All you need to know about Vitamin A

0 Shares

Vitamin A, a fat soluble vitamin, has multiple functions: it is important for growth and development, for the maintenance of the immune system and good vision. As it is fat soluble it has to be consumed with fat for optimal absorption in the body. Vitamin A also functions as retinoic acid, which is an important hormone-like growth factor for epithelial and other cells. High vitamin A foods include sweet potatoes, carrots, dark leafy greens, winter squashes, lettuce, dried apricots, cantaloupe, bell peppers, fish, liver, and tropical fruits.

Physiological Functions of Vitamin A

Physiological function of Vitamin A has been found in maintenance of vision, bone growth, skin and mucosal integrity, spermatogenesis. Vitamin A also plays a very important role in protection against cataracts, atherosclerosis, macular degeneration and cancer.

Deficiency of Vitamin A

Deficiencies of vitamin A occurs due to an:

  1. Inadequate diets (with food carrying Vitamin A)
  2. Excessive alcohol intake
  3. Gastrointestinal conditions with diarrhea or fat malabsorption
  4. Intake of insufficient protein, energy and zinc leading to inadequate retinol binding synthes

Health Concerns due to Vitamin A Deficiency: Hypovitanminosis A

  1. Severe vitamin A deficiency leads to xerophthalmia, the most common cause of blindness in young children.
  2. Anorexia, growth retardation, recurrent infections, obstruction and enlargement of hair follicles, keratiniziation of skin epithelial cells and microcytic anemia.
  3. Increased risk of mortality

Assessment of Vitamin A Status

Measurement of functional vitamin A status through the measurement of serum vitamin A concentration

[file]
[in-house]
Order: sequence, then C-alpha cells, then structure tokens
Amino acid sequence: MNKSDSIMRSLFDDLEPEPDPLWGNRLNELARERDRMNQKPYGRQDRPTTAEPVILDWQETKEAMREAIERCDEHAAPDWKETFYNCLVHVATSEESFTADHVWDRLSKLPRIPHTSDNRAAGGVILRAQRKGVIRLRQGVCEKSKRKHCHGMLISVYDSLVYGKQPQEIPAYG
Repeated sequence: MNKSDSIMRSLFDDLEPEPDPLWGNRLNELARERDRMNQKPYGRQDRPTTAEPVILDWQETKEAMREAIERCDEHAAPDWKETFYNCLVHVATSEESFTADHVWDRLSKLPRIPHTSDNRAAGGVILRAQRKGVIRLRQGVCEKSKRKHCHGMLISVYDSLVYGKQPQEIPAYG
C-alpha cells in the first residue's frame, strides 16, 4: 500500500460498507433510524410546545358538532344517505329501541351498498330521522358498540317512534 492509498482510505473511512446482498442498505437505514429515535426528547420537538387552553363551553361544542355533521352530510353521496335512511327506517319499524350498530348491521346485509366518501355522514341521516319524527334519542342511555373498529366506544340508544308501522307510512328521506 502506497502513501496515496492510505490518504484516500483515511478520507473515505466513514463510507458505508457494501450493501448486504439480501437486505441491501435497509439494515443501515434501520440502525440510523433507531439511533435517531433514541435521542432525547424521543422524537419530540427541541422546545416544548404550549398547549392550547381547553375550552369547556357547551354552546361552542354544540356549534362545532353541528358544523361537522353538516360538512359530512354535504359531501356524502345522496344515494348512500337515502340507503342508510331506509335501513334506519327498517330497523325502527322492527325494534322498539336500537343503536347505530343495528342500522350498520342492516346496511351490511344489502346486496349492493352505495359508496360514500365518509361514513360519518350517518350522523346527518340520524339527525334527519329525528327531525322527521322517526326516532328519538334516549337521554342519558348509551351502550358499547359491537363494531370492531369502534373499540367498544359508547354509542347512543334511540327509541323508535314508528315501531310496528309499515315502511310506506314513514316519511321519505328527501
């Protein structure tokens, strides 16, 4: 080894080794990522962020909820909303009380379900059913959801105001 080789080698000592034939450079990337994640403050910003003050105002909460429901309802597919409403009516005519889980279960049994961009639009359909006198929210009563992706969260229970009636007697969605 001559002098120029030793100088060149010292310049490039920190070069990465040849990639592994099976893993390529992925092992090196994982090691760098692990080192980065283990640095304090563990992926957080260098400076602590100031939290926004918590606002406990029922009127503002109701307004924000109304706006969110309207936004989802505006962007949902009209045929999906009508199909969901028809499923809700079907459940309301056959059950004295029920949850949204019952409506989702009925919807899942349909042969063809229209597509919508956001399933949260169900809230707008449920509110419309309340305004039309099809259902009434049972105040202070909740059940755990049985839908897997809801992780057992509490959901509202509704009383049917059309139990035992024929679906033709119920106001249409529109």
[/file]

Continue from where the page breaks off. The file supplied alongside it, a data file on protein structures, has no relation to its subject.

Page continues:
Serum retinol levels

Serum retinol levels

Serum Retinol levels between 30 and 60:  Increasing liver stores of Vitamin A

Serum Retinol levels above 150pg/dl:  Excessive liver stores of Vitamin A

Supplementation of Vitamin A

Adult: On an average 5000 – 10000 IU per day for 90 days

Best or Most Bio-available Supplement of Vitamin A

Buffered Vitamin A, Coenzyme A (CoA)

Dietary Sources of Vitamin A

High vitamin A foods include sweet potatoes, carrots, dark leafy greens, winter squashes, lettuce, dried apricots, cantaloupe, bell peppers, fish, liver, and tropical fruits. Dietary sources of Vitamin A are:

  • Liver and fish oils
  • Milk
  • Eggs
  • Leafy green vegetables
  • Orange and yellow vegetables
  • Tomato products
  • Fruits
  • Vegetable oils
  • Carrot
  • Broccoli
  • Cantaloupe
  • Squash
0 Shares
Anupama Singh

Leave a Reply

Your email address will not be published. Required fields are marked *

The information in our articles are NOT intended to replace a one-on-one relationship with a qualified health care professional and are not intended as medical advice.

Copyright © 2018 by VitSupp Healthcare. All Rights Reserved. Digital Strategy by Avinash Chandra.

Top